|Scholar urges Iran to register teahouse painting with UNESCO before other countries claim it||
“There are fears that countries like Egypt, Iraq, or even Pakistan may make claims on this national art form, because this art has previously been transferred into those countries from Iran,” he said during the closing ceremony of an art show at the Imam Ali Religious Arts Museum on Thursday.
The teahouse has had various functions in different eras during its 400-year history in Iran. Teahouses used to be places where people gathered to spend their leisure time listening to a naqqal (Iranian traditional storyteller) reciting Ferdowsi’s Shahnameh. People talked and exchanged views, and along with lutis (wise and generous people), helped poor people.
Teahouse painters emerged in such an atmosphere. They listened to the discussions and tales, using them as subjects for the paintings they drew on the walls, tiles, stones and canvases. Sometimes, teahouse owners commissioned the painters to draw the stories.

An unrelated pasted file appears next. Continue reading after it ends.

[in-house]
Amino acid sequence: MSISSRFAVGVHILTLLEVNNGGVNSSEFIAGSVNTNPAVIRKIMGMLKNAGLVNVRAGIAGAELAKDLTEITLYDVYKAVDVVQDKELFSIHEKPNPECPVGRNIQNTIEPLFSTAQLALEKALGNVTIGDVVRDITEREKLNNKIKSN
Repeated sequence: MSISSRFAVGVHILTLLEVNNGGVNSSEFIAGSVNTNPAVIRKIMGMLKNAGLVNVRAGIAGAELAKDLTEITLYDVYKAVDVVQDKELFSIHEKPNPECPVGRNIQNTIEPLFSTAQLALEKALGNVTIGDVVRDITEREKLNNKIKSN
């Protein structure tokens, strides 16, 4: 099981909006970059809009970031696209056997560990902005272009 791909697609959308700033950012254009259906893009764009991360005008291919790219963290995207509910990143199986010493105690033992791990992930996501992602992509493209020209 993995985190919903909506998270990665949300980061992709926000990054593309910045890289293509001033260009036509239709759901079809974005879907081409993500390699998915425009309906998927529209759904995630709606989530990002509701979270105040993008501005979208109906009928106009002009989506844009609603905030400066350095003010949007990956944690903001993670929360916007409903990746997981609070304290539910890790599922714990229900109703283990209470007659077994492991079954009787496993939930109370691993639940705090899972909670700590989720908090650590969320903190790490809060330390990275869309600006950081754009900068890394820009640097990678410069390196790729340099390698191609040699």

With their own unique perspective not used in other styles, teahouse painters drew motifs entirely based on their imagination. The themes of such paintings are epic stories, traditions and religion.
Even zurkhanehs (Iranian traditional sports clubs) used such masterpieces for decoration.
The performance of the tar and methods for the construction of the Iranian musical instrument were inscribed on the List of the Intangible Cultural Heritage of Humanity for the Republic of Azerbaijan in December 2012.
Azerbaijan also plans to registered chogan, polo in Iranian style, on the list during the 8th session of the Intergovernmental Committee for the Safeguarding of the Intangible Cultural Heritage, which will be held in Baku, Azerbaijan from December 2 to 7.
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